Allen agreed that it was great to finally start the season.

"Anywhere you're at," Allen said, "whether it's college, high school, you've been waiting the whole offseason, the whole spring, you've been waiting for Opening Day. You're waiting for the season to start. That's today. We're excited to get it under way."

Smoke signals

• Indians players have been sporting shirts that say "Awesome Amazingness" across the chest for the past couple of days. The phrase stems from a quote that first baseman Nick Swisher gave during an interview with a television reporter during Spring Training. Asked to define the saying, Francona laughed.

"That's Swish's personality," said Francona. "I mean, if you need a little pick-me-up, just go spend five minutes with him and you'll feel like you're good to go."

• Cleveland's Opening Day roster this season looks much different than it did one year ago. There are 14 new members on the Opening Day roster -- including 11 offseason acquisitions -- compared to the group that began the 2012 season with the Tribe.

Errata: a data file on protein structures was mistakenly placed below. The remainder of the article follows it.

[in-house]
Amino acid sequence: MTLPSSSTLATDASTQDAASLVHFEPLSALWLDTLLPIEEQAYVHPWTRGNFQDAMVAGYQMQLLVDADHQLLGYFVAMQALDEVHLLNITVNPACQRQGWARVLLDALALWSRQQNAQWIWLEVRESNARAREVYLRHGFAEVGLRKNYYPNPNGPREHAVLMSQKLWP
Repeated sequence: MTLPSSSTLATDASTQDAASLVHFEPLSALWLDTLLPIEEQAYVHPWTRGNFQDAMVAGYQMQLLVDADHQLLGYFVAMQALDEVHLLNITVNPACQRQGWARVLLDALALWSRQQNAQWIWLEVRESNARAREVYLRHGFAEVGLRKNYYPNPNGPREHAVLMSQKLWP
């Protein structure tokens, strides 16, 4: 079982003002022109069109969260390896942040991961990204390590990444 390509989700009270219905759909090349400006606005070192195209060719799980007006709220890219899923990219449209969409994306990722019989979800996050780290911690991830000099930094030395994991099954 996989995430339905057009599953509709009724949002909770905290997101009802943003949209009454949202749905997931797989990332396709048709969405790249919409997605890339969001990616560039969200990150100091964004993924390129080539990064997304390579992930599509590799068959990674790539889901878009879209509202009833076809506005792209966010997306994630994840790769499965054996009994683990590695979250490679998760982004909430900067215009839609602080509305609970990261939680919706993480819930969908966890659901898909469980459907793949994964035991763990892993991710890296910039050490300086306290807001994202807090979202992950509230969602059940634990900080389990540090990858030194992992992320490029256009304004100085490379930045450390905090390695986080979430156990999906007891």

• The Indians will play their first six games of this season on artificial turf between the back-to-back three-game road sets against the Blue Jays and Rays. Cleveland will play the rest of the season (156 games) in natural-grass stadiums.

Quote to note

"Our expectations today are the same that they've been everywhere else I've been. We're trying to win tonight. I think that's the best way to go about it. When you start trying to do other things, that's when outside expectations or pressure gets in the way."
-- Francona

Jordan Bastian is a reporter for MLB.com. Read his blog, Major League Bastian, and follow him on Twitter @MLBastian. This story was not subject to the approval of Major League Baseball or its clubs.